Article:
Members of the Prince George’s County Council and County Executive Rushern L. Baker III have reached a compromise on a proposal to set up a fund to attract businesses and increase the county’s commercial tax base.
The fiscal management committee on Wednesday voted 4 to 1 to approve a bill that creates the Economic Development Incentive Fund, a major component of an economic development initiative by Baker.
Council Member Obie Patterson (D-Fort Washington) cast the dissenting vote.
The council was scheduled to vote on the legislation months ago, but the bill to establish the $50 million fund remained in committee after lawmakers raised questions about whether the council had sufficient oversight. The bill will now move for a vote by the full council.
The county would act as a banker, providing loans to businesses. It could also dispense guarantees, conditional loans and grants. Funds would be available for, but not limited to, mixed-use developments; transit-oriented developments; land acquisition; purchasing equipment; and working capital, including training and relocation expenses. The loans would have to be repaid within 10 years, and the county chief administrative officer or his designee would determine rates and terms.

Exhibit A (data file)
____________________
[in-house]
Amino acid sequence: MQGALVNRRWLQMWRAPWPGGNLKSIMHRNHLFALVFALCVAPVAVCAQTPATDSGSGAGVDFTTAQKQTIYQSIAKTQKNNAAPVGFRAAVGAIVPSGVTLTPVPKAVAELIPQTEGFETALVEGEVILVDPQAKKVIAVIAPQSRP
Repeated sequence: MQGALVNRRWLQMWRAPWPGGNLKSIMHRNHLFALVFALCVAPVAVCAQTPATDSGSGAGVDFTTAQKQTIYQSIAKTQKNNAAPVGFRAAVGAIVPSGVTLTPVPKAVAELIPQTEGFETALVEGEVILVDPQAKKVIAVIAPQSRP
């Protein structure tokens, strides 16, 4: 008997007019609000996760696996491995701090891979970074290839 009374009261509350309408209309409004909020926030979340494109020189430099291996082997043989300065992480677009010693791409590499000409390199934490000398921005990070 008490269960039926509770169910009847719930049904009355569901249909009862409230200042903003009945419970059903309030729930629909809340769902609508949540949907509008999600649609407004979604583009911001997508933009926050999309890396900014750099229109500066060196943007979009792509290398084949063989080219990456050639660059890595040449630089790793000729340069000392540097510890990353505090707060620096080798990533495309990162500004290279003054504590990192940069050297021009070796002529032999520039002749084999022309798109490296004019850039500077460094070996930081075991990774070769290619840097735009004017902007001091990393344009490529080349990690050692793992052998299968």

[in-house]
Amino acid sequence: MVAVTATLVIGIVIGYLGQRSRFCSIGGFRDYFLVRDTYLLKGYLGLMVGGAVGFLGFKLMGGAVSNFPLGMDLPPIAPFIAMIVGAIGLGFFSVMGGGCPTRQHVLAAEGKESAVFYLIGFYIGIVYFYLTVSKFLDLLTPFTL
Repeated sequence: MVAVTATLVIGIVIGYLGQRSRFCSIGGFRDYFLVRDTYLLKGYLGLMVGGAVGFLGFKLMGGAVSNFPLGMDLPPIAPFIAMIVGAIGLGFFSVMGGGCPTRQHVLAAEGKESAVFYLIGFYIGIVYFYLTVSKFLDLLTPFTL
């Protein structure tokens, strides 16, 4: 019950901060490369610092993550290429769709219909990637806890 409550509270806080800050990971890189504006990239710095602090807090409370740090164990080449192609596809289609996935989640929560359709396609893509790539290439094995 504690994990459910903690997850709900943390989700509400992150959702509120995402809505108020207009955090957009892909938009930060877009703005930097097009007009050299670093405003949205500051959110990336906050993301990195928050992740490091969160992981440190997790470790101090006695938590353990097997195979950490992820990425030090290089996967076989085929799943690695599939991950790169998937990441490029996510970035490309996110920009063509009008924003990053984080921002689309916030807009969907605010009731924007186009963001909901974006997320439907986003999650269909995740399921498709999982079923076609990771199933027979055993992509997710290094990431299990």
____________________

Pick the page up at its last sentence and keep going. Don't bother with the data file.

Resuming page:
“We think this will give us a leg up on our competition, and it will give us the ‘wow’ factor that the county executive talks about,” said David Iannucci, a member of Baker’s economic development team.
Under the original proposal, the council could review expenditures over $1 million. Several council members said the review should begin at $250,000. The legislation was amended to lower the threshold, but the council will only have a say over grants instead of loans. Patterson said the council’s lack of authority remained a concern.
Council member William A. Campos (D-Hyattsville), who chairs the committee, said he supported the measure because he does not want the county to lose another federal leasing opportunity. Recently, three developers lost their bid to lure the U.S. Department of Health and Human Services from Montgomery County.
“We should not have lost that,” Campos said. “This could have helped. In my opinion, it would have helped.”